In recent days, dengue fever’s “re-emergence” has once again led people to talk about “mosquito” discoloration. Everyone’s anxiety comes not only from the serious symptoms of dengue fever, but also from the ubiquity and pervasiveness of mosquitoes.
Mosquito bites spread and cause many diseases, in addition to dengue fever, malaria, Japanese encephalitis and so on. Among them, everyone is particularly ignorant of a disease. It is the same AIDS (AIDS) that people can talk about. Many people want to know whether this “color change” combination will spark.
What are the routes of AIDS?
HIV is mainly found in the blood, semen, vaginal secretions, and milk of infected people and patients. The disease needs to be transmitted through the exchange of body fluids, mainly including the following three major transmission routes.
1. Sexual behavior: Unprotected sexual behavior with AIDS carriers or AIDS patients, exchange of body fluids.
2. Mother-to-child transmission: also known as vertical infection, if the mother is infected with HIV, she is very likely (about 30% chance) to pass the placenta and breast milk directly HIV is passed on to newborn babies.
3. Transmission through blood and blood products: including artificial insemination, blood transfusion, skin transplantation and organ transplantation. At the same time, it is also a very important route of HIV transmission to take turns to share unsterilized needles with HIV-infected patients, or to repeatedly use injection tools used by HIV-infected patients.
Common contacts in our daily lives do not cause HIV transmission, such as: general physical contact, shared toilets and bathrooms, shared offices, public transport, recreational facilities, etc. .
Can mosquito bites spread AIDS?
We all know that AIDS is transmitted through the bloodstream, especially when we bite mosquitoes and syringes When the AIDS epidemic is associated with it, it does not cause doubts. Is it because the mosquito bites the AIDS person and then bites the healthy person, will the virus be injected (infected) into the healthy person like a syringe?
This issue begins with the way mosquitoes transmit diseases. There are two main ways to spread mosquitoes.
First, the mechanical approach is to spread the blood of HIV contaminated in the mouthparts into the healthy person through the long mouth (mouth) of the mosquito bite. First of all, HIV has very poor viability in vitro, is not resistant to high temperatures, and has low resistance. It is extremely difficult to survive from the human body. Secondly, from the point of view of mosquito bites, mosquitoes suck about 5,000 milliliters of blood every time they bite. This amount is very small, far from reaching the amount of blood enough to spread AIDS.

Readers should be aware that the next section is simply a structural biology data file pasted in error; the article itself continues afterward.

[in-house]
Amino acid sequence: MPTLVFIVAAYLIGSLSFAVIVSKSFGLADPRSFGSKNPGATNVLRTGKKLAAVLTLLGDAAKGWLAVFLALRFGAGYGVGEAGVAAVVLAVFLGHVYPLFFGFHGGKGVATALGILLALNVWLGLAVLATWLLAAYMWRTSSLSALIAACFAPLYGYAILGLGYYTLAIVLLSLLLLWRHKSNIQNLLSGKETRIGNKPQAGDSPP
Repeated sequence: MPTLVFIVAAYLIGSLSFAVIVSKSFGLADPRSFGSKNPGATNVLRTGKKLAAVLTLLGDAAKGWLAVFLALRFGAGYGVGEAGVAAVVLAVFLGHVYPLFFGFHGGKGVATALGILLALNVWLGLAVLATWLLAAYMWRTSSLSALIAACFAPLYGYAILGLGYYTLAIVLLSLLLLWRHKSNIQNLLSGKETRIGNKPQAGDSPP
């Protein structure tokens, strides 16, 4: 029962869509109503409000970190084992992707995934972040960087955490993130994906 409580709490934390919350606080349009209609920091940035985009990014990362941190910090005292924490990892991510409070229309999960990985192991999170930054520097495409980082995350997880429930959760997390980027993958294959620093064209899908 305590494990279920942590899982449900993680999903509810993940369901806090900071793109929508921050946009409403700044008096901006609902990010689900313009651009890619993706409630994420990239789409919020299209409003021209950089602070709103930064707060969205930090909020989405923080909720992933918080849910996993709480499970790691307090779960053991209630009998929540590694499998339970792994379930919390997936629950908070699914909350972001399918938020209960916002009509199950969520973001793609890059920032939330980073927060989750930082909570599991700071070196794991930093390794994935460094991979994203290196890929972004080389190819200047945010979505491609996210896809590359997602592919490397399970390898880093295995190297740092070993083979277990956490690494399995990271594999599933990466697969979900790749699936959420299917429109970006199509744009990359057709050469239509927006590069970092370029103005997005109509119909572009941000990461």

At the same time, when mosquitoes suck blood, the secretions used to help dilute the blood to dissolve the skin can quickly kill the HIV virus, and lucky enough to enter the mosquito body or remain in a “live” way. There are fewer viruses on the mosquito mouthparts. Every time a mosquito saturates, it can no longer bite and suck the blood of the next person within four days. As a result, the amount of virus that can eventually be contaminated on the mosquito mouthpiece in a living form is even rarer. Therefore, it is almost impossible for HIV to infect healthy people through mechanical means.
Second, biological pathways. This is also the main route of mosquito-borne diseases, and the spread of the famous malaria is through this route. The mouthparts of mosquitoes can be divided into two straws of different sizes to work together to complete the blood intake. The large straw is used to suck blood and is sent to the digestive system. The small straw applies the secreted anticoagulant and saliva to the surface of the host’s wound. The spread of malaria is transmitted to the mosquitoes through the inhalation of the blood of malaria patients through large straws. The male and female gametes of malaria develop in the mosquitoes. The developing gametes are passed through the digestive tract membrane and vascular membrane, into the salivary glands, and then secreted by small straws. Go out and get healthy when you bite.
After mosquitoes ingest high blood levels of AIDS patients, HIV can survive in the stomach of mosquitoes for several days. But despite this, these surviving HIV viruses cannot enter the salivary glands through the digestive tract membrane and vascular membrane between the large and small straws. Therefore, this approach will not work.
Moreover, there is no epidemiological and statistical evidence in science that AIDS can spread through insects. For the above reasons, the possibility of mosquito bites spreading AIDS is almost zero.
However, it is important to remind everyone that although mosquito bites cannot spread AIDS, they can still spread many other diseases, so pay attention to indoor and outdoor environments. Hygiene, it is necessary to do a good job of mosquito and mosquito killing.
(This article is from the Internet)
Can mosquito bites spread AIDS? ——Digestive disease public welfare science 1488 posts
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